How well do you listen when you are arguing with someone else? If you are like most people, when the other person is speaking, you are either preparing your rebuttal or thinking of additional ways to support your viewpoint. You probably also judge the other person’s statements as being right or wrong using your own point of view without ever considering their perspective. From now on, try these techniques:

  • Give the other person your full attention without thinking about how you are going to respond.
  • Avoid interrupting others.
  • Show the person you are really listening to them by maintaining eye contact, nodding your head periodically, and leaning forward.

In his book Managing Disagreement Constructively, Herbert Kindler presents four blocks that can interfere with the constructive resolution of differences. The next time you find yourself disagreeing with someone at work, examine whether you may be exhibiting one of these behaviors.

  • Rigid Behavior: You are so committed to your views that you are unwilling to change your mind, reluctant to admit when you are wrong, and averse to listening to opposing viewpoints
  • Timid Behavior: You forego stating your position for the sake of maintaining harmonious relations and allow others to push past your views without giving them the consideration they deserve.
  • Intrusive Behavior: You like to be personally involved or take charge, even when it is not necessary to the task at hand. You have an opinion about everything, even things you do not know much about.
  • Aloof Behavior: You avoid confrontations that are likely to be emotionally charged, avoid getting personally involved if you can delegate the responsibility to others, and keep your feelings to yourself even when others share theirs with you.

Before trying to solve any complex disagreement, it is essential that all “people problems” be disentangled from the real problem and dealt with separately. When two high-level executives we know disagreed adamantly about their organization’s proposed marketing plan, they had no hope of coming to any agreement on the issue until they first worked on resolving the fact that they had mistrust and resentment toward one another.

Whenever people disagree vehemently with one another, the result is unfortunately a weak solution. Why? In their book Getting To Yes, Roger Fisher and William Ury contend that trying to decide something in the presence of an adversary narrows your vision. Having a lot at stake also inhibits your creativity. To counter this, ask to meet with the other party in a neutral place, such as a conference room or outside the office. Begin the session by pinpointing together exactly where the disagreement lies, then work collaboratively on generating as many alternative solutions as you can. Strive to come up with at least five possibilities. Remember, the only way to do this is to make certain everyone involved remains nonjudgmental. MoJo Art & Image is a Baltimore-based company that specializes in automated and manual screen-printing, color separating, screen preparation, embroidery, and design. The CEO and COO of MoJo disagreed with one another regarding whether to take on a new, lower-margin account. They had numerous conversations about this topic in their offices, but couldn’t reach an agreement. Finally, they decided to discuss the issue over lunch at a local restaurant and were then able to find a solution.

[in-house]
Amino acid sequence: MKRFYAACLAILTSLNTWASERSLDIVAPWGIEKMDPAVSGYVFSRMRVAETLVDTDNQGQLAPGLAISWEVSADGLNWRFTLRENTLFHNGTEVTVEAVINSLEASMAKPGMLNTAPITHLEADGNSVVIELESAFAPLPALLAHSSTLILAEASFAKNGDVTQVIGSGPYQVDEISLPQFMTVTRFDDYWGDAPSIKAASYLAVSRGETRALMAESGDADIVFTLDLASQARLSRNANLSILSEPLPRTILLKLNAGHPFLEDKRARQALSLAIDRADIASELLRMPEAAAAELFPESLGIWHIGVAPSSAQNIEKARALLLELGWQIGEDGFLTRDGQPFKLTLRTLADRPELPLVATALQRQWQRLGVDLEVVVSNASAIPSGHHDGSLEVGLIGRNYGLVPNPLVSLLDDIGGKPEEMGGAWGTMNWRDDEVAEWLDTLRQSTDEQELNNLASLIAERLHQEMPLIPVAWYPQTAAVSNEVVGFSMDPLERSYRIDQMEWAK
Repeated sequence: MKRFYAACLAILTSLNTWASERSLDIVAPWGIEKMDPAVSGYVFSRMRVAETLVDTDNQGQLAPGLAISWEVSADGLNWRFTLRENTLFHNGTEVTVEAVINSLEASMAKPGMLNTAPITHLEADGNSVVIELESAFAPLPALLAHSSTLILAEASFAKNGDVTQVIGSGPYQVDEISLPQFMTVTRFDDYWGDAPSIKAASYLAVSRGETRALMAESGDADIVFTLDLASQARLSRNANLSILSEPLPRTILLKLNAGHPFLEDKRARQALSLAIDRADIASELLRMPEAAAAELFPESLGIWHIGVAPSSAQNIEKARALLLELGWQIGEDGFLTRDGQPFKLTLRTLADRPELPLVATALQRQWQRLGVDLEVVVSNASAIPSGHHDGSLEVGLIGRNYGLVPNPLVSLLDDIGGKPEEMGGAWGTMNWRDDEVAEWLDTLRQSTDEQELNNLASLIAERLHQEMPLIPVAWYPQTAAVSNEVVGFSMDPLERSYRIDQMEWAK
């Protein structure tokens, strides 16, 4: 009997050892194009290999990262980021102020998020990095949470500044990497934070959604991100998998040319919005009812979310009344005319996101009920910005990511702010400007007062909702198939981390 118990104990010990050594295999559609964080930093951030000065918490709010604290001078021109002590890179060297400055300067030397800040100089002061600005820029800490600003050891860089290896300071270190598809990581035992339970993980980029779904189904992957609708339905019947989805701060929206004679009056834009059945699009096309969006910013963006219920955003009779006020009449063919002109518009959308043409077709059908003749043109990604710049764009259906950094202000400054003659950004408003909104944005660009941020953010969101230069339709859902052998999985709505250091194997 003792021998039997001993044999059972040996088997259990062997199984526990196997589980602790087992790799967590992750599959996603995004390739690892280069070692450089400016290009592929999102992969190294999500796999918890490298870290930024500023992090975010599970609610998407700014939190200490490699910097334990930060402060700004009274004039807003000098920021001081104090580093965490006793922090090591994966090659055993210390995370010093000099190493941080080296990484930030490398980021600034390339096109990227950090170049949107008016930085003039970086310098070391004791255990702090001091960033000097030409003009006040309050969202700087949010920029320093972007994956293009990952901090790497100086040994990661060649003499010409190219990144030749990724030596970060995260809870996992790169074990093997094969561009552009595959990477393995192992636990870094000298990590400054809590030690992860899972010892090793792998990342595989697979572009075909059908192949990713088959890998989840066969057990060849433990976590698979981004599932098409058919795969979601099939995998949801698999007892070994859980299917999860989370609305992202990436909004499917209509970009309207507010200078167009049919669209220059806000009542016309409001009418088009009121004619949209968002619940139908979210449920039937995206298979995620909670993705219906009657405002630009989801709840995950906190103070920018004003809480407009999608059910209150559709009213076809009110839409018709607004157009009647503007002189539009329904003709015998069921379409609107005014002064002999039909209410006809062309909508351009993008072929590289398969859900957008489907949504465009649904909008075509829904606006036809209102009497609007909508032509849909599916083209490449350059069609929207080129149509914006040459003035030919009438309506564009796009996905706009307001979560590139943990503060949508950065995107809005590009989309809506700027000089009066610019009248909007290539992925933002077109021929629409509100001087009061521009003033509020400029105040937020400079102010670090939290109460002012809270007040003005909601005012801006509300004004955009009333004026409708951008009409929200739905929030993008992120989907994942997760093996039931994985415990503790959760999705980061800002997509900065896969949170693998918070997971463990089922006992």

Rather than debating what each party is going to do or not do, focus the conversation on what is the best solution or decision for the business. CEO Steve Taormino and vice president Jack Taormino are executives at CC & A Strategic Media, a Baltimore-based company that specializes in digital marketing strategy development and implementation. The Taorminos used this approach when deciding whether to change the name of their company to CC&A Strategic Media from CC&A Web Development. They felt the new name better conveyed what their company actually does to existing and prospective customers.

It takes a great deal of effort to fight against the natural tendency to show disrespect and anger toward those who disagree with us. It is crucial to express disagreements tactfully and sensitively, allow the other side to let off steam, avoid reacting to emotional outbursts, and attack the problem, not the person. The best solution to any disagreement is one through which both parties leave the situation feeling that they have won.

Kenneth Wexley, Ph.D. and president of Wexley Consulting HRD-LLC and Douglas Strouse, Ph.D. and president of the CEO Club of Baltimore, are both Organizational Psychologists.